Definition of mental disorder
The relevant definitions and exceptions are to be found in s1(2):
“mental disorder” means any disorder or disability of the mind
And by s1(4):
“learning disability” means a state of arrested or incomplete development of the mind which includes significant impairment of intelligence and social functioning.
The only full exception is that, by s1(3):
Dependence on alcohol or drugs is not considered to be a disorder or disability of the mind ...
In addition, for specified purposes, by s1(2A)
a person with learning disability shall not be considered by reason of that disability to be
- (a) suffering from mental disorder for the purposes of the provisions mentioned in subsection (2B) below; or
- (b) requiring treatment in hospital for mental disorder for the purposes of sections 17E and 50 to 53 below,
unless that disability is associated with abnormally aggressive or seriously irresponsible conduct on his part.
Essentially the ‘specified purposes’ relate to the long-term provisions (s3, CTO, ss35-38, s45A, ss47-48, s51); not short-term sections, or admission for assessment under s2.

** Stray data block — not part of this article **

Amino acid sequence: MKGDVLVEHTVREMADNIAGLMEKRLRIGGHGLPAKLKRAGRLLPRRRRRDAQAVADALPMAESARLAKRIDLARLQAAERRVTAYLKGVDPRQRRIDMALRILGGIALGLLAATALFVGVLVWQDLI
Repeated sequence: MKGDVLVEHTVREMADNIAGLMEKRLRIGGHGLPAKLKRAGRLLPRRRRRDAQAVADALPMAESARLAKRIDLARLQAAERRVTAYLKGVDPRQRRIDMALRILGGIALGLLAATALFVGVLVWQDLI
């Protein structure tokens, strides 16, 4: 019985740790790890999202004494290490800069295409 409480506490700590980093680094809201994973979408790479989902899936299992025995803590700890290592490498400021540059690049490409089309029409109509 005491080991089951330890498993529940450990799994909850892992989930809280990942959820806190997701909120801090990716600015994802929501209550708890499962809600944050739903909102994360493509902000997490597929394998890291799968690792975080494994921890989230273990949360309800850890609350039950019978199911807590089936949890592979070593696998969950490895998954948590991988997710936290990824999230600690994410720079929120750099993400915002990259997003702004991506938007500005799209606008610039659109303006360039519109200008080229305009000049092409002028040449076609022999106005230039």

The Mental Health Act 2007 made some changes with effect from 3/11/08:
- ‘Mental disorder’ is no longer split by s1 into separate classifications (which were mental illness, psychopathic disorder, mental impairment and severe mental impairment, ‘and any order disorder or disability of the mind’).
- Consequently, the requirement that psychopathic disorder ‘results in abnormally aggressive or seriously irresponsible conduct on the part of the person concerned’ was removed.
- However, the reintroduction of the ‘associated with abnormally aggressive or seriously irresponsible conduct’ test for ‘learning disability’ reflects the previous position for the old ‘mental impairment’ and ‘severe mental impairment’ categories.
- The exception for ‘promiscuity or other immoral conduct, sexual deviancy…’ has been removed.
- The ‘treatability test’, for psychopathic disorder and mental impairment, was replaced.